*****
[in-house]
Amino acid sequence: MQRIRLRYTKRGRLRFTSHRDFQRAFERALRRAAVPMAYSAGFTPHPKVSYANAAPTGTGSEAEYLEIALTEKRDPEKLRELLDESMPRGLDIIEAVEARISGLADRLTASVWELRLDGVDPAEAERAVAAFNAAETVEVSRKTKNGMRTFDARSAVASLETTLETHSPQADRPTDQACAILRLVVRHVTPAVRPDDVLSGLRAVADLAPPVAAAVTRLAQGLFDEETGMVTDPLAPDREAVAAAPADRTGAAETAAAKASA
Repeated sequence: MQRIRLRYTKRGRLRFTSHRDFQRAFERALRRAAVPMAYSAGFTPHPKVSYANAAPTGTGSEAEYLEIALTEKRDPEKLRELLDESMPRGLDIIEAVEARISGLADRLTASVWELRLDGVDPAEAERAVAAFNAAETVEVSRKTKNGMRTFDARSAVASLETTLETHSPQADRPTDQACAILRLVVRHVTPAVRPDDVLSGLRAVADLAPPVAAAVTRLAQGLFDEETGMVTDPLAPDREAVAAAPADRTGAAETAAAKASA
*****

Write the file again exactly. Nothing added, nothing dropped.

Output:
[in-house]
Amino acid sequence: MQRIRLRYTKRGRLRFTSHRDFQRAFERALRRAAVPMAYSAGFTPHPKVSYANAAPTGTGSEAEYLEIALTEKRDPEKLRELLDESMPRGLDIIEAVEARISGLADRLTASVWELRLDGVDPAEAERAVAAFNAAETVEVSRKTKNGMRTFDARSAVASLETTLETHSPQADRPTDQACAILRLVVRHVTPAVRPDDVLSGLRAVADLAPPVAAAVTRLAQGLFDEETGMVTDPLAPDREAVAAAPADRTGAAETAAAKASA
Repeated sequence: MQRIRLRYTKRGRLRFTSHRDFQRAFERALRRAAVPMAYSAGFTPHPKVSYANAAPTGTGSEAEYLEIALTEKRDPEKLRELLDESMPRGLDIIEAVEARISGLADRLTASVWELRLDGVDPAEAERAVAAFNAAETVEVSRKTKNGMRTFDARSAVASLETTLETHSPQADRPTDQACAILRLVVRHVTPAVRPDDVLSGLRAVADLAPPVAAAVTRLAQGLFDEETGMVTDPLAPDREAVAAAPADRTGAAETAAAKASA